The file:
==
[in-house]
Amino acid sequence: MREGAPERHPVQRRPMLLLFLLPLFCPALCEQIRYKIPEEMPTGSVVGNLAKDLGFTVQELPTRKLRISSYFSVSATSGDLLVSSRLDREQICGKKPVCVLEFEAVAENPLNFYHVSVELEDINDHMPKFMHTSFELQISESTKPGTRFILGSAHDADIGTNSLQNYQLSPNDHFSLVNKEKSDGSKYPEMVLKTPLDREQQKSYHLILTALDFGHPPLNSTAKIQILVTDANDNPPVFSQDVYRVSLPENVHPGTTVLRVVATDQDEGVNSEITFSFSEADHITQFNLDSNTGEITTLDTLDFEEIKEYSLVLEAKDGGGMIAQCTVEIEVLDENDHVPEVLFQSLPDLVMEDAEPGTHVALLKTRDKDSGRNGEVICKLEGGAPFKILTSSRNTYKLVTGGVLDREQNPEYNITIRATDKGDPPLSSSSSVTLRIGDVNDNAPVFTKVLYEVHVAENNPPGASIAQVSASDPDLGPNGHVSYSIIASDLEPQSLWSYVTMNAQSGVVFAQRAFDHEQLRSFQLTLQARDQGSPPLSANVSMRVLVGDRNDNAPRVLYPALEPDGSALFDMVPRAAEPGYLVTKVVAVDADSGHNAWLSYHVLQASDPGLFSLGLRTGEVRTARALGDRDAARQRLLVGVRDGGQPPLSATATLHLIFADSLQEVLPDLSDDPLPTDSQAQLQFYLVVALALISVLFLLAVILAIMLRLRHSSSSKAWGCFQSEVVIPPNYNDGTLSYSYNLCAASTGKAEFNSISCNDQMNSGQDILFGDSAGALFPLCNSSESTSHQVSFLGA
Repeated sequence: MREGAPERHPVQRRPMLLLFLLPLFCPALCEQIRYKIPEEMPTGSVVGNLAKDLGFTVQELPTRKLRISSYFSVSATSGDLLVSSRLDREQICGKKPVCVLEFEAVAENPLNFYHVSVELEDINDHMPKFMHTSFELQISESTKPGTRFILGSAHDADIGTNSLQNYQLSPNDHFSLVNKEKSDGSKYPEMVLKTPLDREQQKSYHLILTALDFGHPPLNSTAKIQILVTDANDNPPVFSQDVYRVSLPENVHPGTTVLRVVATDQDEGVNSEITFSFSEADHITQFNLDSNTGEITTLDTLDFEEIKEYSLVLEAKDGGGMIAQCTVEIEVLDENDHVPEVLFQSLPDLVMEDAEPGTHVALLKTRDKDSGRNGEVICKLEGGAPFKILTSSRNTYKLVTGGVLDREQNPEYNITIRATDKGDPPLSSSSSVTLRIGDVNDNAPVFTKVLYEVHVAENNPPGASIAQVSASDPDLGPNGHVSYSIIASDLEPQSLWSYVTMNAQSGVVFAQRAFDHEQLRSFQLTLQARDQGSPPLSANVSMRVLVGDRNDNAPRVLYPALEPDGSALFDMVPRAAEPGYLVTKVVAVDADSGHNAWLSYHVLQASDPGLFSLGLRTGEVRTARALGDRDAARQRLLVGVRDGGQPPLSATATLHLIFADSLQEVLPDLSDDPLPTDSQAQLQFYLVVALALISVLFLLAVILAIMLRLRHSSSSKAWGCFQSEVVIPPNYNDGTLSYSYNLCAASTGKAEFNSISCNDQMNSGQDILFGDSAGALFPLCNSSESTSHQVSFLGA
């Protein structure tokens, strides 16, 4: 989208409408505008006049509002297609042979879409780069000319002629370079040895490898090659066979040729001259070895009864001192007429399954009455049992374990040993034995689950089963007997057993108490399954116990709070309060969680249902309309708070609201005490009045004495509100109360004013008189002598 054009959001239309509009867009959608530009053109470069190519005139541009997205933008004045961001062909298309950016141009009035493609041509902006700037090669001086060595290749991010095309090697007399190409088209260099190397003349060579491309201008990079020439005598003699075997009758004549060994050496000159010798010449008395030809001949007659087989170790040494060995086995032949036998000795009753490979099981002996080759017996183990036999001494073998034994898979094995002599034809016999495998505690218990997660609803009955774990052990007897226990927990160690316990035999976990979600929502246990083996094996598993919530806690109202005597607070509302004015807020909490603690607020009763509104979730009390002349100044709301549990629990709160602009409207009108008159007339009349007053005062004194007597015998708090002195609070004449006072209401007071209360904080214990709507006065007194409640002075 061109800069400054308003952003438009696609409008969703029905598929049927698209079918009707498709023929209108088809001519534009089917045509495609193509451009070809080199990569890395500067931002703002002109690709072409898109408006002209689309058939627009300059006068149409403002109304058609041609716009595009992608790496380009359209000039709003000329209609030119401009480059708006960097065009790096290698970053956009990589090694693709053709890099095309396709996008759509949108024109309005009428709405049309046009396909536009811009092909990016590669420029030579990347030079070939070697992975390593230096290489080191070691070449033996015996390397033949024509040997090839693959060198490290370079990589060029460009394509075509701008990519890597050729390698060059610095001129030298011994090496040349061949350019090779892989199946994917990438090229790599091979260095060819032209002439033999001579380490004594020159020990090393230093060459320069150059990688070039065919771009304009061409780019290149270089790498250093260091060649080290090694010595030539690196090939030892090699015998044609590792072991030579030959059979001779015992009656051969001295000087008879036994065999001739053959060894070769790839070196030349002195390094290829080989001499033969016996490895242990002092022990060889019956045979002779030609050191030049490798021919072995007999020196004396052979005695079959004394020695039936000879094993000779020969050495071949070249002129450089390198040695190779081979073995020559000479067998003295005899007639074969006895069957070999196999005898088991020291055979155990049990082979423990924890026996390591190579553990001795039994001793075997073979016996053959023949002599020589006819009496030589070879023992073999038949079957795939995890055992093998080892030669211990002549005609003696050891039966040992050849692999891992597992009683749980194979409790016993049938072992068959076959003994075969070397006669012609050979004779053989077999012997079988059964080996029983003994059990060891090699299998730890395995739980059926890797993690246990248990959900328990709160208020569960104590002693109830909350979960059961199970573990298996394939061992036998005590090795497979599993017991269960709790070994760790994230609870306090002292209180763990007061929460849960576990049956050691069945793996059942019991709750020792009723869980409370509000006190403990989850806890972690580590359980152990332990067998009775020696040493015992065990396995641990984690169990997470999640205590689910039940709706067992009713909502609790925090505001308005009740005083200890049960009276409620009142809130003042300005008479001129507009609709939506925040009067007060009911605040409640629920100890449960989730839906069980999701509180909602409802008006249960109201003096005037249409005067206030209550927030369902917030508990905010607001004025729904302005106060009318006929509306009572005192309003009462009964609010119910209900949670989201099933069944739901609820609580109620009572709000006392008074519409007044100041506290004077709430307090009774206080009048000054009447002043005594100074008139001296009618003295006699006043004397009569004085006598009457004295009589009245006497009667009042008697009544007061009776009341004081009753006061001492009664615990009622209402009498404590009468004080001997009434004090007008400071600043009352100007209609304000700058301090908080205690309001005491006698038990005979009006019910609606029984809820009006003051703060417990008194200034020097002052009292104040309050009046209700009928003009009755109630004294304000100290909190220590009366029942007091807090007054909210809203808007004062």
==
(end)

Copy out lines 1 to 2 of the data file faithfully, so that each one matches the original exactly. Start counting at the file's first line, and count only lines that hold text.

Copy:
[in-house]
Amino acid sequence: MREGAPERHPVQRRPMLLLFLLPLFCPALCEQIRYKIPEEMPTGSVVGNLAKDLGFTVQELPTRKLRISSYFSVSATSGDLLVSSRLDREQICGKKPVCVLEFEAVAENPLNFYHVSVELEDINDHMPKFMHTSFELQISESTKPGTRFILGSAHDADIGTNSLQNYQLSPNDHFSLVNKEKSDGSKYPEMVLKTPLDREQQKSYHLILTALDFGHPPLNSTAKIQILVTDANDNPPVFSQDVYRVSLPENVHPGTTVLRVVATDQDEGVNSEITFSFSEADHITQFNLDSNTGEITTLDTLDFEEIKEYSLVLEAKDGGGMIAQCTVEIEVLDENDHVPEVLFQSLPDLVMEDAEPGTHVALLKTRDKDSGRNGEVICKLEGGAPFKILTSSRNTYKLVTGGVLDREQNPEYNITIRATDKGDPPLSSSSSVTLRIGDVNDNAPVFTKVLYEVHVAENNPPGASIAQVSASDPDLGPNGHVSYSIIASDLEPQSLWSYVTMNAQSGVVFAQRAFDHEQLRSFQLTLQARDQGSPPLSANVSMRVLVGDRNDNAPRVLYPALEPDGSALFDMVPRAAEPGYLVTKVVAVDADSGHNAWLSYHVLQASDPGLFSLGLRTGEVRTARALGDRDAARQRLLVGVRDGGQPPLSATATLHLIFADSLQEVLPDLSDDPLPTDSQAQLQFYLVVALALISVLFLLAVILAIMLRLRHSSSSKAWGCFQSEVVIPPNYNDGTLSYSYNLCAASTGKAEFNSISCNDQMNSGQDILFGDSAGALFPLCNSSESTSHQVSFLGA